Immediately after that first recording session, Victor released a 78 r.p.m. record of The Carter Family performing Wandering Boy and Poor Orphan Child. A year later, another record was released with The Storms Are On The Ocean and Single Girl Married Girl.

On May 27, 1928, the group traveled to the Victor Camden, New Jersey studios, where they recorded many of what would become legendary signature songs, including Keep On The Sunny Side, Can The Circle Be Unbroken and Wildwood Flower.

A.P., Sara and Maybelle were all born and raised in southwestern Virginia, where they were immersed in the tight harmonies of mountain gospel music and shape note singing. Sara sang lead and Maybelle sang harmony and played guitar. On some songs, A.P. did not perform at all. At other times, he would sing harmony and occasionally, lead vocal.

The Carter Family's music had a profound impact on folk, bluegrass, country, southern gospel, pop and rock musicians. But, the family's repertoire of songs wasn't the only thing important to music at the time. So was Maybelle's guitar playing. She would play the melody line on the lower strings with her thumb, while at the same time, maintaining the rhythm of the song by brushing her other fingers across the higher strings.

By the end of the 1930's, the Carter Family had sold over 300,000 records. Their career predated any sort of best-selling chart of country music records. (Billboard did not have a country best-sellers chart until 1944.)

By 1936, A.P. and Sara's marriage had dissolved. The group officially disbanded in 1944, although they continued to make records through 1956.

Soon after the group disbanded, Maybelle began performing with her daughters; Helen, June and Anita, as the Carter Sisters and also the Carter Family. Maybelle became affectionately known as Mother Maybelle.

Maybelle and Sara briefly reunited, recorded a reunion album and toured in the 1960's during the height of folk music's popularity.

Today, The Carter Family is referred to as the First Family of Country Music.

Mr. Edison Proves It To Los Angeles





1,500 music-lovers cannot tell the difference between living voice and its re-creation by the New Edison (Phonograph).

Mr. Edison's tone-test was given on the evening of January 26, 1920 at Trinity Auditorium in Los Angeles. Marie Morrisey, a distinguished contralto, sang several selections in direct comparison with the New Edison's re-creation of her voice. Only by watching her lips could the audience tell when she was singing and when the New Edison was (playing a re-creation of her voice.)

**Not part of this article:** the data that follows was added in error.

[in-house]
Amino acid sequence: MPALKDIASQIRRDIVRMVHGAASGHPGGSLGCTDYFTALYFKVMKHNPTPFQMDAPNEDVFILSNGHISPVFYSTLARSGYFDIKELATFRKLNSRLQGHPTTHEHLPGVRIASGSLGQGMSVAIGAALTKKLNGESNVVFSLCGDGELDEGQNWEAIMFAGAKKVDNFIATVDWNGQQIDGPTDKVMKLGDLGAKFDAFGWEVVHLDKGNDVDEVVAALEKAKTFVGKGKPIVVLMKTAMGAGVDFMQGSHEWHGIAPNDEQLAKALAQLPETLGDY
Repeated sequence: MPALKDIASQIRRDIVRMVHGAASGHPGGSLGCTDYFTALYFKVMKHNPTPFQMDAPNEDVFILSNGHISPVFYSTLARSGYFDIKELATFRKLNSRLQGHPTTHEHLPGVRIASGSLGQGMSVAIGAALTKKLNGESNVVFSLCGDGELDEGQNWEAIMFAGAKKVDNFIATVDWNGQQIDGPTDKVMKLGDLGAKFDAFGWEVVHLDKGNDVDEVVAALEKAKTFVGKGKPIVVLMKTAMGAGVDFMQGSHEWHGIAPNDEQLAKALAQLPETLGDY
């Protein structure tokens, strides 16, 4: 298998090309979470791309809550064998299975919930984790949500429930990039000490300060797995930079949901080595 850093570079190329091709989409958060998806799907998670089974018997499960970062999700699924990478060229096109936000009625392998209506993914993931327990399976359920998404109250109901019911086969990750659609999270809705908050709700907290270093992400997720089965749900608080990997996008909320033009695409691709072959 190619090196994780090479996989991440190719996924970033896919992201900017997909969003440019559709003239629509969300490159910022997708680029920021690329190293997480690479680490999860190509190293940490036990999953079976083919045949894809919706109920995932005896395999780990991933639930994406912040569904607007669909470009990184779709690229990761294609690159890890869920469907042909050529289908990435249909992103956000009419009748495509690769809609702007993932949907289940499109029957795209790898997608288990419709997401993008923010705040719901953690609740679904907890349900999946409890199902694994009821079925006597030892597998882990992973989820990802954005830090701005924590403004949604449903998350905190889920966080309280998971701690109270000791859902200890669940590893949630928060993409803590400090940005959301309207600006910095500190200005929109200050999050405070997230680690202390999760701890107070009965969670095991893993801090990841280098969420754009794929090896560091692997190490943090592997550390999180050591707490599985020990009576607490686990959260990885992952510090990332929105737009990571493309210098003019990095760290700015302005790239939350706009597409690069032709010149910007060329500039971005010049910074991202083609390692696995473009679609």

Then came the 'dark scene' test in which the audience had to depend on ear alone. While Miss Morrisey was singing the lights went out. Densest black swallowed the stage, singer and phonograph.

Morrisey's rich contralto continued to fill the auditorium. Then the lights flashed on again. The audience gasped - rubbed its eyes.

Morrisey had left the stage. Only the phonograph was standing there. While the lights were out, the New Edison had taken up her song and no one in the audience had detected the substitution.

The Los Angeles newspapers of the following day, January 27th, said in part as follows:

"It was impossible to discern the change from the voice to the New Edison" - Los Angeles Record

"The object of the tone-test - to prove the fidelity of the New Edison in recreating the human voice - was a success." - Los Angeles Times



The Los Angeles tone-test is not an isolated example. Approximately 4,000 similar tests have been given before 3,500,000 people in the United States and Canada. Representative newspapers have reported that these 4,000 tests were unqualified successes for the New Edison.

We do not believe there is any one who can listen, under proper test conditions, to a singer's voice (or instrumental performance), in comparison with the New Edison's re-creation and tell, with certainty, when he is listening to the (live performance) and when he is listening to the New Edison. We hereby assert, upon full information and belief, that the New Edison is positively, the only phonograph (or talking machine) capable of sustaining this test.

-- The Etude Music Magazine (February 1920)

Friday, August 17, 2012

The Fate of Dewey Lee


On May 8, 1935, the Carter Family recorded seven songs for American Record Company in New York City. Five of them were re-recordings of earlier hits: Wildwood Flower, Keep On The Sunnyside, Lonesome Valley, River of Jordan and Single Girl Married Girl. They also recorded two new songs: God Gave Noah The Rainbow Sign and The Fate of Dewey Lee.

The Fate of Dewey Lee was written by A.P. Carter about a shooting that had occured a few years earlier.

On January 31, 1931, Dewey Lee was shot at a party in the Wise County community of Ramsey. Joe Jenkins was eventually convicted for the slaying. Newspaper reports said Lee pulled a gun while arguing with another man, and as Jenkins fought to disarm Lee, the gun went off. Other accounts mentioned competition between Jenkins and Lee over a woman, and some local folks thought the party was a trap for Lee. In any case, Jenkins' claim of self-defense failed to sway the court and he was sentenced to five years in prison.

The Fate of Dewey Lee was released on Perfect Records as 13153-A, which had been purchased by the American Record Company and is part of my 78 r.p.m. collection.

Twas on one Saturday evening
About the hour of ten
In a little mining town
Where trouble did begin
Everybody there were drinking
There were whiskey everywhere
Dewey Lee got to thinking
He had no business there

He was so tall and handsome
His heart so true and brave
Joe Jenkins pulled his pistol
And sent him to his grave
He took the life of Dewey
When life had just began
And Dewey went to Heaven
While Joe went to the pen

He took the life of Dewey
Because he would not tell
We know he murdered Dewey
For Dewey's pistol fell
His mother sits now weepin'
She weeps and mourns all day
She prays to meet her boy
In a better world some day

So hearken to my story
And what I have to say
Get right with your Maker
We'll meet Him again some day
The clerk said, "Stand up, boy
And listen to your crime!"
They sent him down to Richmond
To serve out his time

Young men all take warning
For this you must outlive
Don't take the life of anyone
For life you cannot give
You may possess great riches
Put many beneath the sod
But money won't hire a lawyer
When you stand before your God

My Trials Are God's Mercies

We each have periods in our lives where we wonder, "Where are you God?" But, it is during these times that, if we seek Him, we ...